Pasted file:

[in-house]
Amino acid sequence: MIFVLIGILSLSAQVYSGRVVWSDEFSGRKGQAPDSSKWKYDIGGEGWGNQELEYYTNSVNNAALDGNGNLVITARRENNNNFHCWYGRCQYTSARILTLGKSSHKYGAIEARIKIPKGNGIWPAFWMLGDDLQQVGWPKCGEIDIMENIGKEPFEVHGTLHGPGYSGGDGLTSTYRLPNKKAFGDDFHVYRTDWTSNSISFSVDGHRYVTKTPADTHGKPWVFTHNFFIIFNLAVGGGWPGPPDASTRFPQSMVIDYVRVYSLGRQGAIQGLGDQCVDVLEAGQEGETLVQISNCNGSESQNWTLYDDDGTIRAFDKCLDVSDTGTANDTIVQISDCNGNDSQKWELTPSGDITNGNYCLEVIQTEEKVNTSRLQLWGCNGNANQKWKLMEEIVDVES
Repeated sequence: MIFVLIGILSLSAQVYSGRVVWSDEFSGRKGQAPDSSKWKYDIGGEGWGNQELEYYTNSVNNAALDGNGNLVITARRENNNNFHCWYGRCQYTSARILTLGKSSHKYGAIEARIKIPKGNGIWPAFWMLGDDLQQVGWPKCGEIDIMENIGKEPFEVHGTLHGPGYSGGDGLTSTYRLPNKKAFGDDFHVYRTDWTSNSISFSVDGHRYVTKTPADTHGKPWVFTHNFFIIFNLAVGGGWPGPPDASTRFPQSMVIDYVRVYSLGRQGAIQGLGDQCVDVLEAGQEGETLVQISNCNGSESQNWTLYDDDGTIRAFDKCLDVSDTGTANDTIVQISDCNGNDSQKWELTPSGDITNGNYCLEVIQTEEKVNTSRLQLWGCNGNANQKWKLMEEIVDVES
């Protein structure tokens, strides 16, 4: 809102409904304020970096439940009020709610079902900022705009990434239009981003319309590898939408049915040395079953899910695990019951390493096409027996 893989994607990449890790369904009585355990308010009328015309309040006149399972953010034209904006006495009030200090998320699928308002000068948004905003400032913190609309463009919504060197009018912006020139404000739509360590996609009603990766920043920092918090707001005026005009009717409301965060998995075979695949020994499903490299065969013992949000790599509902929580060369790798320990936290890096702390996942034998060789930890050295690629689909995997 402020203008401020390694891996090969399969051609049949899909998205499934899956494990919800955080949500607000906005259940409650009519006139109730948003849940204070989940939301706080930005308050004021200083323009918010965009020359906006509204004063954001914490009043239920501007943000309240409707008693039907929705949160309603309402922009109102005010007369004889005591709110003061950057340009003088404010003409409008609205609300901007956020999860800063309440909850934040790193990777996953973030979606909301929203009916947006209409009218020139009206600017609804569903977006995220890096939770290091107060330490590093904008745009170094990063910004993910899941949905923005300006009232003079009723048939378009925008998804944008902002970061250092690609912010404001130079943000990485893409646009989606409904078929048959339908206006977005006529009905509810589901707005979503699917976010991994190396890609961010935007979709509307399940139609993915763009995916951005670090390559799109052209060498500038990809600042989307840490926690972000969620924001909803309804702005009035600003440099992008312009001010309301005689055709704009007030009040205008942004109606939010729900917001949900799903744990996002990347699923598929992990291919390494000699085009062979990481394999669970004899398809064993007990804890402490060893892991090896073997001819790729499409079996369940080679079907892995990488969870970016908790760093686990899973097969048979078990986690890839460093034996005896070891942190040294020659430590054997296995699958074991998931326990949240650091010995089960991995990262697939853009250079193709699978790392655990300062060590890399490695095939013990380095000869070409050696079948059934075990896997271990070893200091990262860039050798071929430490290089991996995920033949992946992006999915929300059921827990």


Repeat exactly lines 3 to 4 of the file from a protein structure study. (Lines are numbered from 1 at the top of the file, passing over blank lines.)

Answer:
Repeated sequence: MIFVLIGILSLSAQVYSGRVVWSDEFSGRKGQAPDSSKWKYDIGGEGWGNQELEYYTNSVNNAALDGNGNLVITARRENNNNFHCWYGRCQYTSARILTLGKSSHKYGAIEARIKIPKGNGIWPAFWMLGDDLQQVGWPKCGEIDIMENIGKEPFEVHGTLHGPGYSGGDGLTSTYRLPNKKAFGDDFHVYRTDWTSNSISFSVDGHRYVTKTPADTHGKPWVFTHNFFIIFNLAVGGGWPGPPDASTRFPQSMVIDYVRVYSLGRQGAIQGLGDQCVDVLEAGQEGETLVQISNCNGSESQNWTLYDDDGTIRAFDKCLDVSDTGTANDTIVQISDCNGNDSQKWELTPSGDITNGNYCLEVIQTEEKVNTSRLQLWGCNGNANQKWKLMEEIVDVES
């Protein structure tokens, strides 16, 4: 809102409904304020970096439940009020709610079902900022705009990434239009981003319309590898939408049915040395079953899910695990019951390493096409027996 893989994607990449890790369904009585355990308010009328015309309040006149399972953010034209904006006495009030200090998320699928308002000068948004905003400032913190609309463009919504060197009018912006020139404000739509360590996609009603990766920043920092918090707001005026005009009717409301965060998995075979695949020994499903490299065969013992949000790599509902929580060369790798320990936290890096702390996942034998060789930890050295690629689909995997 402020203008401020390694891996090969399969051609049949899909998205499934899956494990919800955080949500607000906005259940409650009519006139109730948003849940204070989940939301706080930005308050004021200083323009918010965009020359906006509204004063954001914490009043239920501007943000309240409707008693039907929705949160309603309402922009109102005010007369004889005591709110003061950057340009003088404010003409409008609205609300901007956020999860800063309440909850934040790193990777996953973030979606909301929203009916947006209409009218020139009206600017609804569903977006995220890096939770290091107060330490590093904008745009170094990063910004993910899941949905923005300006009232003079009723048939378009925008998804944008902002970061250092690609912010404001130079943000990485893409646009989606409904078929048959339908206006977005006529009905509810589901707005979503699917976010991994190396890609961010935007979709509307399940139609993915763009995916951005670090390559799109052209060498500038990809600042989307840490926690972000969620924001909803309804702005009035600003440099992008312009001010309301005689055709704009007030009040205008942004109606939010729900917001949900799903744990996002990347699923598929992990291919390494000699085009062979990481394999669970004899398809064993007990804890402490060893892991090896073997001819790729499409079996369940080679079907892995990488969870970016908790760093686990899973097969048979078990986690890839460093034996005896070891942190040294020659430590054997296995699958074991998931326990949240650091010995089960991995990262697939853009250079193709699978790392655990300062060590890399490695095939013990380095000869070409050696079948059934075990896997271990070893200091990262860039050798071929430490290089991996995920033949992946992006999915929300059921827990």